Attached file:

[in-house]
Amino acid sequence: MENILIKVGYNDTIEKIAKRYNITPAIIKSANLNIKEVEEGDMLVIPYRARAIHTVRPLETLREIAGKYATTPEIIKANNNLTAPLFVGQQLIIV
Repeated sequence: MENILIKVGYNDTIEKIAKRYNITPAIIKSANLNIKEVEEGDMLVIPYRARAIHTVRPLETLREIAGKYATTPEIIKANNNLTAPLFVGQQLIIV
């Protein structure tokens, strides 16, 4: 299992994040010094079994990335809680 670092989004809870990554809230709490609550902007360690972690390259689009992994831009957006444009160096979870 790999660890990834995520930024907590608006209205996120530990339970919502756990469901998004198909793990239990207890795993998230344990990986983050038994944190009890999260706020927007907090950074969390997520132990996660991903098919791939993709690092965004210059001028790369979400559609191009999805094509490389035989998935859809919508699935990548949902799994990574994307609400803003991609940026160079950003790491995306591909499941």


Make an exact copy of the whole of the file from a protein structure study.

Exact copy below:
[in-house]
Amino acid sequence: MENILIKVGYNDTIEKIAKRYNITPAIIKSANLNIKEVEEGDMLVIPYRARAIHTVRPLETLREIAGKYATTPEIIKANNNLTAPLFVGQQLIIV
Repeated sequence: MENILIKVGYNDTIEKIAKRYNITPAIIKSANLNIKEVEEGDMLVIPYRARAIHTVRPLETLREIAGKYATTPEIIKANNNLTAPLFVGQQLIIV
């Protein structure tokens, strides 16, 4: 299992994040010094079994990335809680 670092989004809870990554809230709490609550902007360690972690390259689009992994831009957006444009160096979870 790999660890990834995520930024907590608006209205996120530990339970919502756990469901998004198909793990239990207890795993998230344990990986983050038994944190009890999260706020927007907090950074969390997520132990996660991903098919791939993709690092965004210059001028790369979400559609191009999805094509490389035989998935859809919508699935990548949902799994990574994307609400803003991609940026160079950003790491995306591909499941």